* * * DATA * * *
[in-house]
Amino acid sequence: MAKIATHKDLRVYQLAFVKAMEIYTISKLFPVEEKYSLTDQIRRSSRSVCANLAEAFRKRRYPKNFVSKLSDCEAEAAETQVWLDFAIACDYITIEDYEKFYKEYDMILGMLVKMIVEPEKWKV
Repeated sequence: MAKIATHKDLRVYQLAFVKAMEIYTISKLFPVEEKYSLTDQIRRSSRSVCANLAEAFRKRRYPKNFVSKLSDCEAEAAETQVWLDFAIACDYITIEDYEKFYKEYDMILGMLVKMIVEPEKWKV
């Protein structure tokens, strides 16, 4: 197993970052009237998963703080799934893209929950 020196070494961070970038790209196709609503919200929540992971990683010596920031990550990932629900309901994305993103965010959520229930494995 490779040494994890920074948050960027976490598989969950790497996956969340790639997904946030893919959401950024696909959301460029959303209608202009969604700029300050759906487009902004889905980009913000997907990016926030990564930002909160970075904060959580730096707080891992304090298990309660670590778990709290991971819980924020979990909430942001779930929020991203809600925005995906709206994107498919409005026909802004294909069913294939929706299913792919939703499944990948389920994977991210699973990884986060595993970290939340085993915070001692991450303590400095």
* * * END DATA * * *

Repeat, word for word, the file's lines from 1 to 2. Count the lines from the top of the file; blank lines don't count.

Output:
[in-house]
Amino acid sequence: MAKIATHKDLRVYQLAFVKAMEIYTISKLFPVEEKYSLTDQIRRSSRSVCANLAEAFRKRRYPKNFVSKLSDCEAEAAETQVWLDFAIACDYITIEDYEKFYKEYDMILGMLVKMIVEPEKWKV